Girl has eating disorder; friend wants to help
• Rapid, dramatic weight loss
• Baggy clothing
• Complaints of being cold
• Heads to bathroom after eating (to expel food)
• Scabs on knuckles from forced vomiting
• Obsession with food, cooking, calories, weight
• Cuts food into tiny pieces, hides or discards food
• Won't eat around others
• Uses laxatives, diet pills, ipecac syrup or water pills
• Exercises frequently and strenuously
• Withdraws or becomes secretive
• Soft, fine hair on face and body
• Swollen cheeks and/or joints
• Abdominal distention
Dear Straight Talk: A girl from my senior class has a severe eating disorder. She looks skeletal and girls have heard her vomiting in the bathroom. I've talked to her, but she doesn't believe she is skinny. The school was notified and they notified her parents, but there has been no action.
She is over 18. Is there anything I can do? She's kind of a loner, but I have somewhat of a bond with her. I'm worried that when she goes off to college she won't know anybody and it will worsen. — Jack, Costa Mesa
Kira, 19, Santa Cruz: I'm glad you want to help. Most people just talk. A girl on my sports team had an eating disorder. I remember us talking about her. I asked if anyone was doing anything and everyone kind of shook their heads and kept talking.
Everyone could tell she was getting skinnier — but maybe it was from working out? I figured I'd tell a coach when I was more sure. Days later, she was on medical leave. I wish I had done more. The lesson is even if you don't know someone well, let them know you are there for them. Kindness can do wonders.
Brandon, 20, Mapleton, Maine: Most eating disorders are brought on by trauma from abusive friends or family, even someone random who says something hurtful. My sister was being called fat, and while she wasn't even overweight, she became bulimic for a while. The school was alerted, but schools can only do so much. Counseling is good, and a good friend is extremely important, too. Keep telling her how much you care.
Jane, 20, Placerville: I suffered from an eating disorder in high school. You lie to yourself and those around you, saying that everything's fine. I was lucky my disease never needed hospitalization. A friend's offhand comment woke me up. Talk to her parents, and to her, too — but know that the decision to heal is out of your hands.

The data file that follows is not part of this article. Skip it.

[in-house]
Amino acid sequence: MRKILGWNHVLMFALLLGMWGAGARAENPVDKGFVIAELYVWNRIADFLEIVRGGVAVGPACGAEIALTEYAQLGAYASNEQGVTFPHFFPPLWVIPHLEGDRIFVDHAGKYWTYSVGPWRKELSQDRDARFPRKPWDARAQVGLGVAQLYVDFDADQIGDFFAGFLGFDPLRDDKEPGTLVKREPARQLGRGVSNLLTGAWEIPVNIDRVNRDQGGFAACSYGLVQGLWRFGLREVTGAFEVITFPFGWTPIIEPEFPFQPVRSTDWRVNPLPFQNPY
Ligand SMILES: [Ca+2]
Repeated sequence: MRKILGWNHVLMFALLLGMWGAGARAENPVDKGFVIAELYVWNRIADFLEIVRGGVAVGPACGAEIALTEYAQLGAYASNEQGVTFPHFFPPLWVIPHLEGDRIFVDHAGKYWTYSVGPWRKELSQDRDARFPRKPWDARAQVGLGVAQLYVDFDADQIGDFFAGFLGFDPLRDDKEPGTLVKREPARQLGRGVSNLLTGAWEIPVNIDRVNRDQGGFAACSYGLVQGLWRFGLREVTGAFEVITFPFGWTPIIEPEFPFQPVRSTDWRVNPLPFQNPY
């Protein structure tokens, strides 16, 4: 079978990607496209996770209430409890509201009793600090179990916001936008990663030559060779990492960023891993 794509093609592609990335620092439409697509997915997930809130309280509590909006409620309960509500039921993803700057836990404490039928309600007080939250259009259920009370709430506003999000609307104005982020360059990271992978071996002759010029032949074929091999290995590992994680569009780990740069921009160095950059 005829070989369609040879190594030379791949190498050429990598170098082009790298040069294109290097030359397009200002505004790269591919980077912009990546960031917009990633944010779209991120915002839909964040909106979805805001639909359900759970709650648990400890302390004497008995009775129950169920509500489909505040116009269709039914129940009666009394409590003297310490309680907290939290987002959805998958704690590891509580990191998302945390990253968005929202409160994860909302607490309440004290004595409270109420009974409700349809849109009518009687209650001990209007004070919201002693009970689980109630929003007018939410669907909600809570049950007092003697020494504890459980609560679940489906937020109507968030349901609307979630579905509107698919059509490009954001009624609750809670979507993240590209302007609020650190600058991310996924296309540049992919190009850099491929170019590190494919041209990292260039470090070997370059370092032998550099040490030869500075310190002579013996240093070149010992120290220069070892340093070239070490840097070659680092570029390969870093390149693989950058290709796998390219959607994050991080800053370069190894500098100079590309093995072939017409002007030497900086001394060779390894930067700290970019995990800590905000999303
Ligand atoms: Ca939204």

Taylor, 15, Santa Rosa: Reach out to her. No matter what she says, continue saying how beautiful she is and that she doesn't need to hurt herself. I, too, suffered from eating disorders. I was lucky to get early help from friends who stayed by my side. Her situation sounds more serious and you should find her professional help.
Hannah, 18, Safford, Ariz.: I had a severe eating disorder two years ago. It was my mother who helped me out of it. After my recovery, I met a girl who had been anorexic most of her life. I reached out because I knew what she was going through. Sadly, she wasn't open to help. To this day, she eats almost nothing and runs everywhere. She will probably die. Invite this girl into your group of friends. Feeling loved and accepted is key.
Christina, 20, Marysville: Be there as a friend, but don't play therapist. She needs a professional.
Dear Jack: I agree. Your friend needs professional help — quickly. Anorexia has the highest death rate of any mental disorder. Call the National Eating Disorders Association Hotline at 800-931-2237. They will provide talk support and direct you to local help. Share this column with your friend and her parents and urge them to call the hotline also.
In being her friend, know that anorexia and bulimia make people introverted, so check in with her often. Don't expect her to check in with you. Also know that many ordinary and well-meaning statements actually trigger an anorexic's continued starvation. So instead of talking, hug and touch her often, radiate positive, non-judgmental, loving energy and mostly be quiet and listen so she can talk.
According to the National Eating Disorders Association, nearly 10 million females and 1 million males in the US are currently battling anorexia and bulimia. From the panel's testimony, the numbers who have battled the disease are much higher.
The NEDA estimates that more than a third of normal dieting deteriorates into eating disorders. Most cases begin during adolescence, but symptoms can occur as young as kindergarten. Lately, there is a rise in older women (50s, 60s and 70s) seeking treatment.
For some moms, anorexia in their child hits close to home. The relative of a person with an eating disorder is 10 times more likely to have the illness themselves. Food is social and humans are social. Parents, please be mindful of how you talk about food and your body when dieting (or wishing you were dieting). Your kids are listening without a filter.
For more on how to intervene, see nationaleatingdisorders.org. — Lauren
Lauren Forcella co-writes Straight Talk TNT with a panel of more than 70 teens and young adults. To ask a question or become a panelist, click StraightTalkTNT.com or write to P.O. Box 963, Fair Oaks, CA 95628.